But not all areas of the currency area are improving. Germany, which had led the recovery, has revealed a shock rise in unemployment in October.
Spain recorded GDP growth of 0.1 per cent in the three months to September, the first growth since early 2011.
However, the economy is still 1.2 per cent smaller than it was a year ago, and the country has a long way to go to unwind the effect of the property crash in 2008.
Economists believe the economy has rebalanced towards exports, allowing Spain to benefit from demand from faster-growing areas.
“In contrast to the ailing domestic picture, Spain’s external position continues to improve, buoyed by both gains in cost-competitiveness as well as an increasing geographical diversification of trade,” said Timo del Carpio from RBC Capital Markets.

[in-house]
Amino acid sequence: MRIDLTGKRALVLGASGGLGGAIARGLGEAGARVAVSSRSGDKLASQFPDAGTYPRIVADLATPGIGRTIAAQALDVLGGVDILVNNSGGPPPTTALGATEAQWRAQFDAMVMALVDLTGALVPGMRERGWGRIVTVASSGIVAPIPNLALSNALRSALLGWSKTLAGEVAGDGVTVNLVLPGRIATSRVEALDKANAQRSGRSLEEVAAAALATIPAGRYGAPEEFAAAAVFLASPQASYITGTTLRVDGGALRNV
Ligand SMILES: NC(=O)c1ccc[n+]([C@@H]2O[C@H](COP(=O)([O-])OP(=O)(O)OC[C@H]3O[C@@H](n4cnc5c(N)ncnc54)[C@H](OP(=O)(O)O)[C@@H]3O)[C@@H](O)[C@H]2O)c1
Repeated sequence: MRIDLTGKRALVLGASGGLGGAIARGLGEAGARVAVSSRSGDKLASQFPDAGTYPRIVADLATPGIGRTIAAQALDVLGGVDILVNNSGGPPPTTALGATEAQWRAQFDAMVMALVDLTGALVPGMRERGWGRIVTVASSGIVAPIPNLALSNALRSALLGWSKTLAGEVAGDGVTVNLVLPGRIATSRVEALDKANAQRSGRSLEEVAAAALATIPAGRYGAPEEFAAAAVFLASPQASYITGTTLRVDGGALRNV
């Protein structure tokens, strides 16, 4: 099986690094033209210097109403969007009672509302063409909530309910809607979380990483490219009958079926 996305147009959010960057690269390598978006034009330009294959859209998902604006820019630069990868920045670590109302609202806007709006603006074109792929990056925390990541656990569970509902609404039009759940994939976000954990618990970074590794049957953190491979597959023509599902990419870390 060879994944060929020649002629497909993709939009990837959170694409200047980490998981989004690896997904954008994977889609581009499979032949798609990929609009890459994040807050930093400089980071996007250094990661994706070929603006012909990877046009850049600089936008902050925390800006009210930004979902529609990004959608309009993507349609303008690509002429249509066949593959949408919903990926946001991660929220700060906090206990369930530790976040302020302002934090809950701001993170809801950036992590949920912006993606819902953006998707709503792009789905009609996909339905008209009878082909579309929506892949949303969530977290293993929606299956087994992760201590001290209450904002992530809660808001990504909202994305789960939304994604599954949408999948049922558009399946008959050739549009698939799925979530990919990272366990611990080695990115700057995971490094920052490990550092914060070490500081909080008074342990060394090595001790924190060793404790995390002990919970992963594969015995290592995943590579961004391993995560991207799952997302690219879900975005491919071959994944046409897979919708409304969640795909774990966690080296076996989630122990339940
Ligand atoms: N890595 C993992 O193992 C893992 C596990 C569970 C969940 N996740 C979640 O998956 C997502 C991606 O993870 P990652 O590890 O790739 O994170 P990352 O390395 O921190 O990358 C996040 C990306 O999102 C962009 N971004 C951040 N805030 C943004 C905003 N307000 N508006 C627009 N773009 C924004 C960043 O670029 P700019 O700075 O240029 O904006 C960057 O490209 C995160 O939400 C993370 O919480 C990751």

“This may not be the launchpad for stellar growth going forward, but it is, in our view, an important staging post in what we consider will be a slow but steady recovery.”
It came as economic and business sentiment across the Eurozone picked up in October, according to European Commission numbers.
The business sentiment index increased 0.18 points to 0.1, close to its long-term average and indicating confidence and growth are on their way back to healthier levels.
And the economic sentiment indicator improved 0.9 points to 97.8, led by rising financial services, consumer and industry confidence.
However, there were some gloomier data from Germany.
Unemployment in the country increased by 2,000 to 2.97m, the highest rate since June 2011 and undermining hopes that the economy will lead the Eurozone recovery.
The unemployment rate held steady at 6.9 per cent in the month, still well below that in Spain, which has a rate of 26.9 per cent.